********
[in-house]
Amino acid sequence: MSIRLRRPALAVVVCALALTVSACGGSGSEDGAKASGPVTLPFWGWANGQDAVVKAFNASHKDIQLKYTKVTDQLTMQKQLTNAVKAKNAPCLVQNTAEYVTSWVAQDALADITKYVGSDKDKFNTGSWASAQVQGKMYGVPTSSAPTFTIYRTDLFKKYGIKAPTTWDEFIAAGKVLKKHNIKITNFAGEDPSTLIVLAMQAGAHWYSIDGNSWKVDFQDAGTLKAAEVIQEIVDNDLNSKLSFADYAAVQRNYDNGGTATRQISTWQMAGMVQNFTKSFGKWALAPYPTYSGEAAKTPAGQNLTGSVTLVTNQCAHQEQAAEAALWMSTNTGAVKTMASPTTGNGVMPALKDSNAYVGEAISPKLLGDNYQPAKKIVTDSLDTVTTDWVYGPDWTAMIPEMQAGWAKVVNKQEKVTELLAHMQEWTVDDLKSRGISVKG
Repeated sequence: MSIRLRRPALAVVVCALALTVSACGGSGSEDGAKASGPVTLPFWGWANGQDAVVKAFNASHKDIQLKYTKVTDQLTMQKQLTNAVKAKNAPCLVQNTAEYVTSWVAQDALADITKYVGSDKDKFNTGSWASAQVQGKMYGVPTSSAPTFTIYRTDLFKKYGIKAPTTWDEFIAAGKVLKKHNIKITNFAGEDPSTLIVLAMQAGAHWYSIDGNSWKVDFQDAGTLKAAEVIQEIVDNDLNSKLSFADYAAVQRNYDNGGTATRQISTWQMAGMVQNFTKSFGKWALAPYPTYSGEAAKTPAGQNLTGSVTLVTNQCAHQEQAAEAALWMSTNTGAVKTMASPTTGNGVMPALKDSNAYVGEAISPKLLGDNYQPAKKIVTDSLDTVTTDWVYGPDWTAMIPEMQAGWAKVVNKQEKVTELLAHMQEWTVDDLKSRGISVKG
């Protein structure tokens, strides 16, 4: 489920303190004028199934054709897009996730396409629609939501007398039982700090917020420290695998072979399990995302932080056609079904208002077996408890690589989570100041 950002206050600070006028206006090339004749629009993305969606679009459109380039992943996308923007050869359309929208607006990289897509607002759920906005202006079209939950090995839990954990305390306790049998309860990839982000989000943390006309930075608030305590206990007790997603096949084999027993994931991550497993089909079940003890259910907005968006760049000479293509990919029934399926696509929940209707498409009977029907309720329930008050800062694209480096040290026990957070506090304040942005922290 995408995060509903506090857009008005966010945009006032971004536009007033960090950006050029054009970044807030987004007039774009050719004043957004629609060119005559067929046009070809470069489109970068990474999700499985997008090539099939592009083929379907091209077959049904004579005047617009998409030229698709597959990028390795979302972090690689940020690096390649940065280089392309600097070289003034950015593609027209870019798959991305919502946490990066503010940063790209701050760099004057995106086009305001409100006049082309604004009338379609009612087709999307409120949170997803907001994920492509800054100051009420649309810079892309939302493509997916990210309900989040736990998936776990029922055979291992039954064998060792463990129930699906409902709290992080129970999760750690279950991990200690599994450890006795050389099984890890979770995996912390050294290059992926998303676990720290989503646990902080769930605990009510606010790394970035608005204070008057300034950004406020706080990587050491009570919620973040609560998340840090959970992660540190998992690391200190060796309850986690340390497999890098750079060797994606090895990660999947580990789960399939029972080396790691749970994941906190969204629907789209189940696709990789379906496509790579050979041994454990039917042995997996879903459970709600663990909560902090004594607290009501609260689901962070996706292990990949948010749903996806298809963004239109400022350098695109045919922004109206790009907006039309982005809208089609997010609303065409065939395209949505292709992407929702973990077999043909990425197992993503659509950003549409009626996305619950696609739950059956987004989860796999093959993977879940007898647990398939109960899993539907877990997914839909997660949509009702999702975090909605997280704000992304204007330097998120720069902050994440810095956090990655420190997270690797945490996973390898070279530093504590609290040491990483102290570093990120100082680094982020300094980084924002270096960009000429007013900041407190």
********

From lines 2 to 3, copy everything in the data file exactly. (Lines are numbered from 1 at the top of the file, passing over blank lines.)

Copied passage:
Amino acid sequence: MSIRLRRPALAVVVCALALTVSACGGSGSEDGAKASGPVTLPFWGWANGQDAVVKAFNASHKDIQLKYTKVTDQLTMQKQLTNAVKAKNAPCLVQNTAEYVTSWVAQDALADITKYVGSDKDKFNTGSWASAQVQGKMYGVPTSSAPTFTIYRTDLFKKYGIKAPTTWDEFIAAGKVLKKHNIKITNFAGEDPSTLIVLAMQAGAHWYSIDGNSWKVDFQDAGTLKAAEVIQEIVDNDLNSKLSFADYAAVQRNYDNGGTATRQISTWQMAGMVQNFTKSFGKWALAPYPTYSGEAAKTPAGQNLTGSVTLVTNQCAHQEQAAEAALWMSTNTGAVKTMASPTTGNGVMPALKDSNAYVGEAISPKLLGDNYQPAKKIVTDSLDTVTTDWVYGPDWTAMIPEMQAGWAKVVNKQEKVTELLAHMQEWTVDDLKSRGISVKG
Repeated sequence: MSIRLRRPALAVVVCALALTVSACGGSGSEDGAKASGPVTLPFWGWANGQDAVVKAFNASHKDIQLKYTKVTDQLTMQKQLTNAVKAKNAPCLVQNTAEYVTSWVAQDALADITKYVGSDKDKFNTGSWASAQVQGKMYGVPTSSAPTFTIYRTDLFKKYGIKAPTTWDEFIAAGKVLKKHNIKITNFAGEDPSTLIVLAMQAGAHWYSIDGNSWKVDFQDAGTLKAAEVIQEIVDNDLNSKLSFADYAAVQRNYDNGGTATRQISTWQMAGMVQNFTKSFGKWALAPYPTYSGEAAKTPAGQNLTGSVTLVTNQCAHQEQAAEAALWMSTNTGAVKTMASPTTGNGVMPALKDSNAYVGEAISPKLLGDNYQPAKKIVTDSLDTVTTDWVYGPDWTAMIPEMQAGWAKVVNKQEKVTELLAHMQEWTVDDLKSRGISVKG